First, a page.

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one of the things that drives me fucking crazy is how much anti-trans ppl don't even bother considering the evidence. they wanna act like we're the ones who aren't thinking, as if most of us hadn't spent our lives insisting the thing we knew couldn't be true.
ppl telling me "it's basic science" who don't care about the actual science. ppl telling me "the sexed body is divinely ordained in a created world to enact a purpose" who ignore when that body isn't functioning the way they believe it's supposed to.
the Catholic Church, one of the most implacable enemies of transgenderism, loves to call itself an "expert on humanity" but has little time for things that don't fit into its taxonomies
they wanna say we're the ones who are being reflexive and ideological, and sometimes that's true, but I can tell you a lot of us didn't reach this place because we *wanted* to. We tried like hell not to get here.
I had so many arguments and rationalizations for why I couldn't be trans, or why I shouldn't transition. It's just a fetish, it's just me being immature, i just need to find the right woman to help me feel like a man, this isn't how bodies work, this isn't how the universe works
we're the ones who have thought this out, done this work, spent time mulling and agonizing and weeping and eventually making a decision that in many cases violated everything we'd ever been taught because we *had no choice*
you'd think people who based their lives on faith would understand the power of knowing something you can't prove.
Which, actually, seems worth exploring a bit. Whatever preponderance of evidence there might exist, ultimately a trans person is an individual who has wrestled with a contradiction in their soul that they cannot resolve unless they embrace it...
...and, like when Abraham took Isaac to Moriah, do the thing that they must do even if they can't explain why. We dive off the cliff, certain that there will be, unseen, the hands of God to catch us.
Transitioning, for me anyway, feels an awful fucking lot like an act of faith.
I love Kierkegaard, and his seminal work Fear and Trembling is about that exact thing: what faith is, how it works, and how it demolishes everything in its way because it *has* to.
He calls it "the teleological suspension of the ethical," the idea that Abraham can march off to sacrifice Isaac on that mountain because he knows God won't allow harm to come to him. "Teleology", for those without bg in philosophy, is something's "purpose" or "end" (telos)
Ultimately, it means that when you have the purpose, when you know the end, you can power forward because you're acting on a level beyond rationality.
I don't have any interest in knocking faith. I may not have much in the way of religion anymore, but I know how compelling it is, and I think there's a strong case to be made for transitioning starting there: the knowledge, in your heart, that an impossible thing must be true.
and indeed, it must be true almost *because* it is impossible; there's a deeper connection, something instinctive and immaterial, some knowledge you can't quite describe, something ridiculous but undeniably true
Abraham, taking his son and marching to Moriah; he knows what God has commanded him, knows he cannot do it, knows he must, reaches the certainty of faith: "God himself will provide the ram of sacrifice."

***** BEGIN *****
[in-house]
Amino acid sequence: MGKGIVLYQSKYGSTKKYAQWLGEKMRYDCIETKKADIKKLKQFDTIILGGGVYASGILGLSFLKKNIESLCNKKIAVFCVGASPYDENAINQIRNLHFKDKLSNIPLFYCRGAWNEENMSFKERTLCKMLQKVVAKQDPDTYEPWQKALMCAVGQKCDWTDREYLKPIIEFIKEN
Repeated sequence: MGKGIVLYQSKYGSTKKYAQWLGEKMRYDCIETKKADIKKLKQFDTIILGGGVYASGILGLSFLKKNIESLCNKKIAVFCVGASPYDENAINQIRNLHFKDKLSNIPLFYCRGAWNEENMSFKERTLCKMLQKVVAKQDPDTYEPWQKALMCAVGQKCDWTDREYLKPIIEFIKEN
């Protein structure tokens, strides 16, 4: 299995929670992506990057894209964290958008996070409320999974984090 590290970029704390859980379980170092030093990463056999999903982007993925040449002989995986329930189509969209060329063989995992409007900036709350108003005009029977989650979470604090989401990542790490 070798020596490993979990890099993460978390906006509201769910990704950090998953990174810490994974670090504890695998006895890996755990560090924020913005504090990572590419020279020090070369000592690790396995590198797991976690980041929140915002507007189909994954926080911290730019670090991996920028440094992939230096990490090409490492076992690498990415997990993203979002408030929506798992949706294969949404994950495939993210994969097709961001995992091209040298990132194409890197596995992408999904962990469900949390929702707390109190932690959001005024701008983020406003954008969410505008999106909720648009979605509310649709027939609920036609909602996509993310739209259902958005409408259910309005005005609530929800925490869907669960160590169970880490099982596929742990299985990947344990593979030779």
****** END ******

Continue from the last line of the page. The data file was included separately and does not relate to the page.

At that point, according to the text, God had told him no such thing. He said “Take your son, your only son, whom you love—Isaac—and go to the region of Moriah. Sacrifice him there as a burnt offering on a mountain I will show you.”
But he went. He got up and went, and took his son, and laid him on the altar, and *raised his knife to strike"
Abraham, in short, was operating outside rationality. And in the end, the decision to transition, the recognition of your identity within yourself, is as much an act beyond reason.
not trying so much to do theology here, so sorry for the digression, but I can't stop thinking about the centrality of faith, at least for me, in getting to transition. Because I used to drive myself mad.
"How is it," i asked myself, "that I can apply something exterior to myself -- What It's Like To Be A Woman -- to something *interior* to myself? How is it I can even *identify* this feeling accurately enough to act upon it?"
brb gonna go make a smoothie
Kierkegaard defined faith as the willingness to dive off a cliff knowing there was something there to catch you. Indiana Jones stepped off the ledge even though he couldn't see the bridge. I transitioned, not because I was *certain* I was a woman but because I knew I had to.
I, in short, acted in faith; where I couldn't resolve my doubts through argumentation or education, or where I ran into epistemological road blocks, I listened instead to the cri du coeur ringing in my head since I before I could remember.
In Christian circles this is often called "to be convicted," where an internal sensation is so overpowering it's believed to be God's voice. And that's what it felt like: a powerful push, a demand my soul was making on my mind and body.
That there was, beyond anything I could see, something deeper at play that needed to be surrendered to.
so I did the impossible thing

i woke and went to mount moriah to sacrifice myself

and i rose again on that altar






welcomed into life itself
i acted on faith and now i live where before i was a walking corpse rotting to the bone

i wish christians understood that
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